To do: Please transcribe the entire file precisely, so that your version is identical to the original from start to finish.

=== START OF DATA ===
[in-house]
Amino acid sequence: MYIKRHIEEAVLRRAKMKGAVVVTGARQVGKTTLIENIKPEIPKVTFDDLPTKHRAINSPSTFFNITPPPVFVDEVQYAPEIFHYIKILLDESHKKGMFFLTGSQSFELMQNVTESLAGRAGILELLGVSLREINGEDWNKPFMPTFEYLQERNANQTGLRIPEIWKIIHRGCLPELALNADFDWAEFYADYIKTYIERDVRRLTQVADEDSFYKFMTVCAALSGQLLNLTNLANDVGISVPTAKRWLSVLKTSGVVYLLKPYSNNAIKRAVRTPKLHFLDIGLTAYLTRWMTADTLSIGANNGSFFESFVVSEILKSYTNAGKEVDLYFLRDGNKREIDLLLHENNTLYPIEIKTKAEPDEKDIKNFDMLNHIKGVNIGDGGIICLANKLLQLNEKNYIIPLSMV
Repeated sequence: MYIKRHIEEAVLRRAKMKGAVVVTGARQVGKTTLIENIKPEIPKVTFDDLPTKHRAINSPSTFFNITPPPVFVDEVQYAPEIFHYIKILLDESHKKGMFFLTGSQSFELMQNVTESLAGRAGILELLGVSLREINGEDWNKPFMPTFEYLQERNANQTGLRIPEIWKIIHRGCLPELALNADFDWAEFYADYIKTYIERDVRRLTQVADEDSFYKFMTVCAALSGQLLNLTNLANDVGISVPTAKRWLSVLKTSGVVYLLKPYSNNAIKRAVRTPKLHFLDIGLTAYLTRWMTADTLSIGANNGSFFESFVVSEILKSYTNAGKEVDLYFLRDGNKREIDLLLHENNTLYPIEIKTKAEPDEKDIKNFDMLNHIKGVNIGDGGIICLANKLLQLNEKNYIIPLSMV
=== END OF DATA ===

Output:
[in-house]
Amino acid sequence: MYIKRHIEEAVLRRAKMKGAVVVTGARQVGKTTLIENIKPEIPKVTFDDLPTKHRAINSPSTFFNITPPPVFVDEVQYAPEIFHYIKILLDESHKKGMFFLTGSQSFELMQNVTESLAGRAGILELLGVSLREINGEDWNKPFMPTFEYLQERNANQTGLRIPEIWKIIHRGCLPELALNADFDWAEFYADYIKTYIERDVRRLTQVADEDSFYKFMTVCAALSGQLLNLTNLANDVGISVPTAKRWLSVLKTSGVVYLLKPYSNNAIKRAVRTPKLHFLDIGLTAYLTRWMTADTLSIGANNGSFFESFVVSEILKSYTNAGKEVDLYFLRDGNKREIDLLLHENNTLYPIEIKTKAEPDEKDIKNFDMLNHIKGVNIGDGGIICLANKLLQLNEKNYIIPLSMV
Repeated sequence: MYIKRHIEEAVLRRAKMKGAVVVTGARQVGKTTLIENIKPEIPKVTFDDLPTKHRAINSPSTFFNITPPPVFVDEVQYAPEIFHYIKILLDESHKKGMFFLTGSQSFELMQNVTESLAGRAGILELLGVSLREINGEDWNKPFMPTFEYLQERNANQTGLRIPEIWKIIHRGCLPELALNADFDWAEFYADYIKTYIERDVRRLTQVADEDSFYKFMTVCAALSGQLLNLTNLANDVGISVPTAKRWLSVLKTSGVVYLLKPYSNNAIKRAVRTPKLHFLDIGLTAYLTRWMTADTLSIGANNGSFFESFVVSEILKSYTNAGKEVDLYFLRDGNKREIDLLLHENNTLYPIEIKTKAEPDEKDIKNFDMLNHIKGVNIGDGGIICLANKLLQLNEKNYIIPLSMV